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                         April 22, 2015  


The Abolitionist New
Oklahoma Governor Mary Fallin has signed legislation that institutes the gas chamber
as a method of death in the Sooner State, if the drugs necessary for lethal injections cannot be secured.  In last year's legislative session, Tennessee reinstituted the electric chair and earlier this year, Utah reinstated the firing squad as a method of execution if lethal injection drugs are not available.

Ronald T. Clemmons, convener of EPF's Death Penalty Action Group points out, "this signals both real and symbolic changes. Oklahoma has never used the gas chamber previously, so adding a new method of execution is a clear signal that the state intends to move forward with capital punishment, regardless. Moreover, creating a new method of death that still has the historical association with World War II death camps is an unambig-uous indication that public pressure has minimal effect on its politicians."  

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Cathedral of St. Mark
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Mondoweiss has posted a press release (excerpted here) and paper from the Episcopal Committee for Justice in Palestine and Israel. 

Read the full press release and statement here.

As the Episcopal Church approaches its 78th General Convention in Salt Lake City this June, a new group, the Episcopal Committee for Justice in Israel and Palestine, has been created to advocate for a just and lasting peace in the Holy Land.

To coincide with the announcement of its formation, the Committee has issued a statement and resolution, featuring a foreword by Archbishop Emeritus Desmond Tutu, calling on the church to recognize the new political realities in Israel/Palestine and to adjust its policies accordingly to ensure that we are not profiting from human rights abuses and the suffering of our fellow human beings....

"As a church we have consistently opposed the occupation,' said Reverend Canon Gary Commins, DD, Deputy to General Convention from the Diocese of Los Angeles, past chair of the Episcopal Peace Fellowship, former Chair of the Episcopal Service Corps, and one of the authors of the statement. "At the present time, we may be complicit in the oppression of the Palestinian people. The time has long passed when the Episcopal Church must recognize this. The time is now for us to truly respect the dignity of every human being, including Palestinians."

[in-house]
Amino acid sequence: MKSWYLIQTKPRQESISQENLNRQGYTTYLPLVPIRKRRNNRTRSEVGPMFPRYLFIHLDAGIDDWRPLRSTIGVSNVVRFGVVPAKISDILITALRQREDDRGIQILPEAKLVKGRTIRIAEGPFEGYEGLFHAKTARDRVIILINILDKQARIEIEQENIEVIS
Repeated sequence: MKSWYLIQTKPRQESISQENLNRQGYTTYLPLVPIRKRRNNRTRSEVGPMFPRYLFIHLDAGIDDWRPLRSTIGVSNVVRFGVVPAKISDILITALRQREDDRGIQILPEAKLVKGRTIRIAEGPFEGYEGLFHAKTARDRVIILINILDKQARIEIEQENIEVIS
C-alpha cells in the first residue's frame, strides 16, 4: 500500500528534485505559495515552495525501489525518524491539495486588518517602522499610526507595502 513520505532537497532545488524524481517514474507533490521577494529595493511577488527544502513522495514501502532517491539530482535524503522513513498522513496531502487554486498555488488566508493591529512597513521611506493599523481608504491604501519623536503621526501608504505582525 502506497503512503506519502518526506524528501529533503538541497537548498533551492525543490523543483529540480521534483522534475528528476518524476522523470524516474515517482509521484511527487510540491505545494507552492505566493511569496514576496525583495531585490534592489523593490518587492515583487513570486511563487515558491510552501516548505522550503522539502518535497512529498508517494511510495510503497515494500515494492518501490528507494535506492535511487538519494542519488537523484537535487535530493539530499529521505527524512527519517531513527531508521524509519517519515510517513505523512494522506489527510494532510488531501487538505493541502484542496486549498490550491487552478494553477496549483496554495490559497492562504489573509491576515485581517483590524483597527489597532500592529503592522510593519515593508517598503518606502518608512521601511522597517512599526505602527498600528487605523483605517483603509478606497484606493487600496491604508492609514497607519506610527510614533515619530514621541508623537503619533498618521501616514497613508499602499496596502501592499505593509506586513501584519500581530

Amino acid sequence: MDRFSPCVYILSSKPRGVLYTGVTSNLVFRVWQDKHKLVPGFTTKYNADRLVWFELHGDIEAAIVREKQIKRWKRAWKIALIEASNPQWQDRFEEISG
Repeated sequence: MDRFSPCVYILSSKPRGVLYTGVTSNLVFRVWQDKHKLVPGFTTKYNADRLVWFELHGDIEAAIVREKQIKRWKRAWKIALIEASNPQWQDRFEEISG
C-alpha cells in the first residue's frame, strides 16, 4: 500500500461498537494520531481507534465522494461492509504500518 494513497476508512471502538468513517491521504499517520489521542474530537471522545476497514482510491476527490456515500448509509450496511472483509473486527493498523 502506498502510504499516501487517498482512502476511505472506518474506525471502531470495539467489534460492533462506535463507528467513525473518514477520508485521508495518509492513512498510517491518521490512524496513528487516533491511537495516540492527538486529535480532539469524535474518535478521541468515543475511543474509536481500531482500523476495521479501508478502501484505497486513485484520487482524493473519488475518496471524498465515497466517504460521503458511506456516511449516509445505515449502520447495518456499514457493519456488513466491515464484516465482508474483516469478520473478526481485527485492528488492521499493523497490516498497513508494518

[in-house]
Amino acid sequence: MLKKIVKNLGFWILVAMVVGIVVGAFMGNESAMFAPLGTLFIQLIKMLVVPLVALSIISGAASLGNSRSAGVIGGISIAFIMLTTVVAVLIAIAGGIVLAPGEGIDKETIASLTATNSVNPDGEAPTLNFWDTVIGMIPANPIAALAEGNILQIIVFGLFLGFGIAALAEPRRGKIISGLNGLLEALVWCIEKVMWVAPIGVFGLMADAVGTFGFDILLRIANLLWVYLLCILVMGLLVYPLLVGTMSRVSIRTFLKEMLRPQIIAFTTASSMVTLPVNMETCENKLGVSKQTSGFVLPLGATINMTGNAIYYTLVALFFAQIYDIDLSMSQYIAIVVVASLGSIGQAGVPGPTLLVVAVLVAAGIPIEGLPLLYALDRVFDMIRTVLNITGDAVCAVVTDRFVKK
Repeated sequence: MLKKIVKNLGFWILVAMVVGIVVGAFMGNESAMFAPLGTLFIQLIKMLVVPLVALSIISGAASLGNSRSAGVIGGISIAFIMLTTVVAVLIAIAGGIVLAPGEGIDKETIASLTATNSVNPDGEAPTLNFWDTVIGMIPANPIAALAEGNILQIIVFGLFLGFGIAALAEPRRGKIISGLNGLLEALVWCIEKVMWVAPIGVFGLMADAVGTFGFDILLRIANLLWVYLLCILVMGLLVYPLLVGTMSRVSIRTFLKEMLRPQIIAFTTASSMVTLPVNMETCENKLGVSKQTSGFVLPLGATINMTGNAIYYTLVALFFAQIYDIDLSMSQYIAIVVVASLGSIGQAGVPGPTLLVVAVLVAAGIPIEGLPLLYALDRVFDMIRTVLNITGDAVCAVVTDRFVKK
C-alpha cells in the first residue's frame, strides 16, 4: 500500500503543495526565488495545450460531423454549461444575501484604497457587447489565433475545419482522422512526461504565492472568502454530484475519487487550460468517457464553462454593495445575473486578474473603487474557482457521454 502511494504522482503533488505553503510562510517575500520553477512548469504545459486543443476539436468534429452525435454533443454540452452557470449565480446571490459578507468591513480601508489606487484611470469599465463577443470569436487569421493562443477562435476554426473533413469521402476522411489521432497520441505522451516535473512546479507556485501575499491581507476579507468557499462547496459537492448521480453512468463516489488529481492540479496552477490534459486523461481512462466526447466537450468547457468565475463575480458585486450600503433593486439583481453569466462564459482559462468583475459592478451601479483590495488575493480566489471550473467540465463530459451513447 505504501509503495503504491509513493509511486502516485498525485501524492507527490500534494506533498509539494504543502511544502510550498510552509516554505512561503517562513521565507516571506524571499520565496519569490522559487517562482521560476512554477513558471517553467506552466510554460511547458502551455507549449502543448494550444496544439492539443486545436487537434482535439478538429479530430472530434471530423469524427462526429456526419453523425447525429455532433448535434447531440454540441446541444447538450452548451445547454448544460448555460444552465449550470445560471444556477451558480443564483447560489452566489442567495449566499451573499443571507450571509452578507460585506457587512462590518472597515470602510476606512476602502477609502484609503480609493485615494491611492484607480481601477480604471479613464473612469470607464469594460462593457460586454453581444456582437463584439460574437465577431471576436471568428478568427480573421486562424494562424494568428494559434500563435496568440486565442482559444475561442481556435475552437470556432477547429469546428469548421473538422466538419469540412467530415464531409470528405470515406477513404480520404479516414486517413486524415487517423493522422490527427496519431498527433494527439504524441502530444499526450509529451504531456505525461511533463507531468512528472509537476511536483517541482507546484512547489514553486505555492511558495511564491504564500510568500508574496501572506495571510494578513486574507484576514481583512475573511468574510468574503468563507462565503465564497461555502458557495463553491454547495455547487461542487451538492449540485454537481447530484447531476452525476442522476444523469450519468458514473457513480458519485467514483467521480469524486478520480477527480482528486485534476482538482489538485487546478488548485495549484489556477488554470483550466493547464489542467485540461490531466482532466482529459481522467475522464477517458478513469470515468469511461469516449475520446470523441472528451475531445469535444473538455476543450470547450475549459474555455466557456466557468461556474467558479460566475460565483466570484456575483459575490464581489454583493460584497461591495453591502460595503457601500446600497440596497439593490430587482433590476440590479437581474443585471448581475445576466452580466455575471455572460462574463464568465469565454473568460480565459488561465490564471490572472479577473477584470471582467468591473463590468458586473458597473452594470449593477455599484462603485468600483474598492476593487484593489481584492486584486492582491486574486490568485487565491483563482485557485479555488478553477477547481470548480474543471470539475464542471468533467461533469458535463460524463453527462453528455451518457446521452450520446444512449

Noting the changes that have occurred since the church's Executive Council called for constructive engagement with such companies in 2005, including the collapse of the US-sponsored peace process last year due mainly to Israeli settlement construction, and Israeli Prime Minister Benjamin Netanyahu's recent pledge never to allow the creation of a Palestinian state, the statement urges church members to take a moral stand, following in the footsteps of our brothers and sisters in other mainline churches such as the Presbyterians and United Methodists, who have adopted boycott and divestment initiatives targeting Israel's nearly half-century-old occupation of Palestinian lands. The statement reads in part:

"At this juncture, in this new landscape, our purpose is to help end the occupation and to assure civil rights and equality for all the peoples of Israel and Palestine. The Church's approach should be straightforward: boycott, divestment, and sanctions are tools of nonviolent peacemaking that put the weight of our corporate dollars behind our commitment to justice. The Church's financial portfolio can again be used as an instrument of political change. And it can help to break the stalemate while illuminating the ways that America otherwise enables a brutal status quo."